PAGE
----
Powerful electromagnets are attached to big cranes that can move iron and steel. In some parts of the world trains travel on tracks that are magnetized . These trains, called maglev, are lifted above the tracks and do not have any contact with them. They travel at speeds of up to 480 km an hour.
Magnets in animals
Scientists have also discovered that some animals, like pigeons , dolphins and turtles may have some magnetic particles in their body. They are able to detect the Earth’s magnetic field and find out their location.
Downloadable PDF Text- and Worksheets
- attach = connect
- attract = to pull an object towards another one
- basic = important, main
- charge =electricity that is put into a battery or another electrical object
- coil =a wire that is wound in a circle ; when electricity passes through it it gives you light or heat
- crane = a tall machine that is used to lift heavy things
- create = make
- credit card = small plastic card that you use to buy things and pay for them later
- detect = find
- direction =way , course
- discover = to find out for the first time
- dolphin = a very intelligent sea animal like a fish with a long grey pointed nose
- electricity =the power that is carried by wires and cables to make machines work or give light or heat
- electron = a very small particle that moves around the nucleus of an atom
- force = power
- generator =machine that produces electricity
- gravity = the power that makes something fall down to Earth
- guide = lead
- hang—hung =fall from an object
- however =but
- journey = a long trip
- lift = raise
- lodestone = a piece of iron that acts like a magnet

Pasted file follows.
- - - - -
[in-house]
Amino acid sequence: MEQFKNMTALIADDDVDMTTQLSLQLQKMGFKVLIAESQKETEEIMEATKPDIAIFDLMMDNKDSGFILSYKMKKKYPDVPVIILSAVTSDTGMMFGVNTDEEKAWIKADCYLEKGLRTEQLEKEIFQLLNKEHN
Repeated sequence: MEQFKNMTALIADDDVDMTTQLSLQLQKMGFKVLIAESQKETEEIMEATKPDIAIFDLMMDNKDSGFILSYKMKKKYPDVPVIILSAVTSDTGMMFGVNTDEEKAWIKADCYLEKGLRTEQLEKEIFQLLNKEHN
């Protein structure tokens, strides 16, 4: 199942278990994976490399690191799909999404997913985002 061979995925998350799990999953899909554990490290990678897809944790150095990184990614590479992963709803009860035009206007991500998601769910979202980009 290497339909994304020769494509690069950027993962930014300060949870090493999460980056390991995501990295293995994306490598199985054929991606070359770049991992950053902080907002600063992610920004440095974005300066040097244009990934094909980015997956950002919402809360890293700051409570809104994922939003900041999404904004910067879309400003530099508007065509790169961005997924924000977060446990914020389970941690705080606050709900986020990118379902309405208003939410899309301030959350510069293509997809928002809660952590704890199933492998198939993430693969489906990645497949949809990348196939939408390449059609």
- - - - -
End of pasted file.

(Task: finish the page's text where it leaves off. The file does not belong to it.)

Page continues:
- loudspeaker = something that makes sounds louder
- magnetize = to make iron or steel able to pull other pieces of metal towards itself
- needle =pointer
- particle =very, very small element of something
- permanent = something that lasts forever
- pigeon = a grey bird with short legs that you can often find in cities
- point = show
- repel = to push an object away from another one
- rub = to press your hand backward and forward over an object
- sailor = a person who works and lives on a ship
- scientist =a person who is trained in science
- speed =how fast something is
- store = to keep facts and information in a place for a longer time
- strip =narrow piece
- thread = a long thin string of cotton
- thus =therefore, that is why
- tiny = very, very small
- tool = something that does a certain job
- towards = in the direction of
- track = two metal lines on which trains travel
- turtle = a reptile that lives mostly in water and has a hard shell
- useful = helpful
- videotape =material that you record pictures and sounds on
- weak = not very strong
- wire = a very thin piece of metal through which electricity travels
- x-rays = rays that can go through objects of your body and can be used for taking pictures of inside organs